Teachers should visit Canva for Education to get how-tos, lesson plans, and teacher-oriented advice. One of my favorite features: Student designs can be shared, allowing teachers to view and add comments.
- 6 Online Collaborative Tools to Engage Students in Teamwork – a number of different collaborative tools that may be used in a variety of grade levels and subject areas. Take time to check out the three mentioned here that are used the most in our school division.
Padlet (with new features in the last six months!) – With padlet you can create an online post-it board (with photos, documents, web links, video, and music) that you can share with any student or teacher you want. Just give them the unique Padlet link. Use it to brainstorm a topic/idea, a question parking lot, input student work in one place, online portfolio for projects or school year, exit ticket, icebreaker activities, mind maps, parent/school communication, book discussions, analyze a quote/poem/lyrics, current events discussions and sharing, complete the story, and so on.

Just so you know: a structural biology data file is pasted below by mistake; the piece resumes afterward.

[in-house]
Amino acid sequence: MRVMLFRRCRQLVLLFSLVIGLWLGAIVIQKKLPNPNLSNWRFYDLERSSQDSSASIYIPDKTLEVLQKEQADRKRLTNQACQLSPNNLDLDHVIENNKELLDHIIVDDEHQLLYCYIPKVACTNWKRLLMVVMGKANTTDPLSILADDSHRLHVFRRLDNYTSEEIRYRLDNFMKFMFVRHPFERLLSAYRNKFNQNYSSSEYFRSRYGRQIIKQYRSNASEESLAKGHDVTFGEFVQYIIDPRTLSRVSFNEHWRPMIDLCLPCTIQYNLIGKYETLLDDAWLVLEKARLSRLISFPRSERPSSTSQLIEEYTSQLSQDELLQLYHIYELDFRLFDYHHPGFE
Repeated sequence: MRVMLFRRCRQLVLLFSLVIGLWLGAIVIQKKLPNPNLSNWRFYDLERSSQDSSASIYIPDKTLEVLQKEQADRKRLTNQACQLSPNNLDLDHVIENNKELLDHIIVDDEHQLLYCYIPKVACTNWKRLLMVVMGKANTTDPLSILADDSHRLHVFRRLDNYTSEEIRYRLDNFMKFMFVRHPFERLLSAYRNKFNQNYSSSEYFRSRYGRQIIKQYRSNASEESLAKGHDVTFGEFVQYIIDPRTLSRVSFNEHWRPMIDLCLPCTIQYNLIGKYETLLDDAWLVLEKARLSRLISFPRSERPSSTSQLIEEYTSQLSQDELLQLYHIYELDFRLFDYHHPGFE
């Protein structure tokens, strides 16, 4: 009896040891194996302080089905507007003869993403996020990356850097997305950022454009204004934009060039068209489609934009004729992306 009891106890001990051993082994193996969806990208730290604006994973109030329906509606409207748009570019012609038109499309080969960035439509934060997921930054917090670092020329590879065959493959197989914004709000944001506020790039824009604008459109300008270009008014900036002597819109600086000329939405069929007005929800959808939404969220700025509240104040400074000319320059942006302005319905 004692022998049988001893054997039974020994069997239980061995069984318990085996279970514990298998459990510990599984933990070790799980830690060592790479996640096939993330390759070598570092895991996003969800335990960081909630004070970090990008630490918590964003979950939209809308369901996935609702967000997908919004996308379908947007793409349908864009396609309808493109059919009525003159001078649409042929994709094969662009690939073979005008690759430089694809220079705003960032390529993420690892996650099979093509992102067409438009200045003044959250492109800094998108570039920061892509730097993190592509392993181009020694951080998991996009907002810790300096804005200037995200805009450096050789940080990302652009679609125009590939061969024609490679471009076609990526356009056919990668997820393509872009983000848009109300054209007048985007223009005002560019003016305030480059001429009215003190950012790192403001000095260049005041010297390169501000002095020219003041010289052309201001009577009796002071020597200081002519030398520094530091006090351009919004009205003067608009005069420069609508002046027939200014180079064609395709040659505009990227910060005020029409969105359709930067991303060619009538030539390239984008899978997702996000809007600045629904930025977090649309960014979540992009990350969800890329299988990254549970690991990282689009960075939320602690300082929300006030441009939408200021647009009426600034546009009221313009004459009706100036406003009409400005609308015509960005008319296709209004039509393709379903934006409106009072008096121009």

Todaysmeet is an online backchannel that is quick and easy to set up and use. Pick a room name, choose to have it ‘open’ for one hour to one year. Use it for class discussions, sharing of information, questions, taking notes during speaker/meeting events, brainstorming, group discussions and sharing. Project it for all to see and even copy the transcript at the end of the event/time slot.
Socrative is an online classroom feedback tool. It takes a little bit more effort to set up but once you get the hang of it it’s pretty versatile! Quickly assess students with prepared activities or on-the-fly questions to get immediate insight into student understanding. Then use the auto-populated results to determine the best instructional approach to most effectively drive learning. There is a Teacher and a Student app/website login.
From online videos, movie-making to virtual reality there are some fantastic ways to engage middle years and high school students.